I have often been tempted to argue that we simply need more and better information. But that is to underestimate the alien and bewildering nature of this phenomenon. To take only one example, five years ago not even the most austere Salafi theorists advocated the reintroduction of slavery; but ISIS has in fact imposed it. Nothing since the triumph of the Vandals in Roman North Africa has seemed so sudden, incomprehensible, and difficult to reverse as the rise of ISIS. None of our analysts, soldiers, diplomats, intelligence officers, politicians, or journalists has yet produced an explanation rich enough—even in hindsight—to have predicted the movement’s rise.

We hide this from ourselves with theories and concepts that do not bear deep examination. And we will not remedy this simply through the accumulation of more facts. It is not clear whether our culture can ever develop sufficient knowledge, rigor, imagination, and humility to grasp the phenomenon of ISIS. But for now, we should admit that we are not only horrified but baffled.

Read it all for a very interesting review of ISIS's history. We simply don't know why this is so appealing to so many young men and women. There is the usual siren call for war. And pride. And religion. But there's something else, something missing about why ISIS itself.

Still, as this second piece in NYRB points out we are aware of one part of their strategy:

ISIS’s theatrical brutality—whether in the Middle East or now in Europe—is part of a conscious plan designed to instill among believers a sense of meaning that is sacred and sublime, while scaring the hell out of fence-sitters and enemies. This strategy was outlined in the 2004 manifesto Idharat at Tawahoush (The Management of Savagery), a tract written for ISIS’s precursor, the Iraqi branch of al-Qaeda; tawahoush comes from wahsh or “beast,” so an animal-like state. Here are some of its main axioms:

Diversify and widen the vexation strikes against the Crusader-Zionist enemy in every place in the Islamic world, and even outside of it if possible, so as to disperse the efforts of the alliance of the enemy and thus drain it to the greatest extent possible.

To be effective, attacks should be launched against soft targets that cannot possibly be defended to any appreciable degree, leading to a debilitating security state:

If a tourist resort that the Crusaders patronize…is hit, all of the tourist resorts in all of the states of the world will have to be secured by the work of additional forces, which are double the ordinary amount, and a huge increase in spending.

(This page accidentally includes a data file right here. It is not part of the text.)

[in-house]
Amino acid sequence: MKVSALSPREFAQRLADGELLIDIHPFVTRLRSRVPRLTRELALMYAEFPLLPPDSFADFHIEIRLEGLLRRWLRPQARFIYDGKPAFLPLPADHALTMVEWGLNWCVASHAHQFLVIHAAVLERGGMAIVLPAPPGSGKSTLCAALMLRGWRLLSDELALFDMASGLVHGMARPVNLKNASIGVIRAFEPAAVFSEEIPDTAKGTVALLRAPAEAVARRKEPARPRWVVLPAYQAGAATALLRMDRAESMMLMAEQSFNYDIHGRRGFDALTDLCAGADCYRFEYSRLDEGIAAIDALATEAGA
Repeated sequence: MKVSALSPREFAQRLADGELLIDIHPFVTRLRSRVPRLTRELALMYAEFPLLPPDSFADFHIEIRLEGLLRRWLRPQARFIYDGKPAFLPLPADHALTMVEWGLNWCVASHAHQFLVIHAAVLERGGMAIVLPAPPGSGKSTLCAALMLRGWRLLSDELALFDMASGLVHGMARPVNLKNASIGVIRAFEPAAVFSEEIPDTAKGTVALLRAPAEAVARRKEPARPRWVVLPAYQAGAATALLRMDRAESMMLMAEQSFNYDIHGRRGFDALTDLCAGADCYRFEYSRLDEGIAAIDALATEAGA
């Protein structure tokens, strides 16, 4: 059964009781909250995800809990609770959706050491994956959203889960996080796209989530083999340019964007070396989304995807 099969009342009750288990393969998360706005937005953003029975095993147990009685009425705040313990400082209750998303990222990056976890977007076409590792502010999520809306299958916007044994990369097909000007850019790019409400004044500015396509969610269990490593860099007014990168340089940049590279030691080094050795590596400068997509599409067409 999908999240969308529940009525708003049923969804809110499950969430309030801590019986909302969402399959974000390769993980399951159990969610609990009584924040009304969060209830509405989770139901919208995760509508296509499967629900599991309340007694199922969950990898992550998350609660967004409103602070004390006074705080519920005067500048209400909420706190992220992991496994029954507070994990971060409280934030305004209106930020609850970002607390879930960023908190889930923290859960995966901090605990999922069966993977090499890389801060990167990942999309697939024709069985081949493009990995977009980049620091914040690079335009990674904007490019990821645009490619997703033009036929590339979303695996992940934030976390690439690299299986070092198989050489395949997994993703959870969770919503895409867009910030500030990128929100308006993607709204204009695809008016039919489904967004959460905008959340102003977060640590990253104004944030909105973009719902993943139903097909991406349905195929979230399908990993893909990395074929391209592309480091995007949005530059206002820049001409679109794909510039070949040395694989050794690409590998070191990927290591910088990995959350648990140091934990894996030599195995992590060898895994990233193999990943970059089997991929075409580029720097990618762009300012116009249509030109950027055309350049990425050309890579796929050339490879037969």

Crucially, these tactics are also designed to appeal to disaffected young who tend to rebel against authority, are eager for for self-sacrifice, and are filled with energy and idealism that calls for “moderation” (wasatiyyah) only seek to suppress. The aim is

to motivate crowds drawn from the masses to fly to the regions which we manage, particularly the youth… [For] the youth of the nation are closer to the innate nature [of humans] on account of the rebelliousness within them.

Finally, these violent attacks should be used to draw the West as deeply and actively as possible into military conflict:

Work to expose the weakness of America’s centralized power by pushing it to abandon the media psychological war and war by proxy until it fights directly.

As I said, in the first piece I linked, it explores the history of this group and it's far more interesting than most people know. Al Qaeda is a political/religious terrorist organization. This is more like a criminal street gang. Even Al Qaeda found them distasteful.

What to do?  Denying them territory seemed like an excellent plan. And, in fact, Obama was right that this is happening. But these classic terrorist attacks against fellow Muslims in Beirut, a Russian airliner and now Paris, shows that they are all over the place. Fighting everyone, including fellow Muslims, on the ground while various advocates and true believers use terrorist tactics elsewhere.  It's not cohesive. But it's effective. At least for now.

And it's quite clear that putting American troops in the Middle East again is an almost bizarre response to this problem. Indeed, it's likely to make things worse.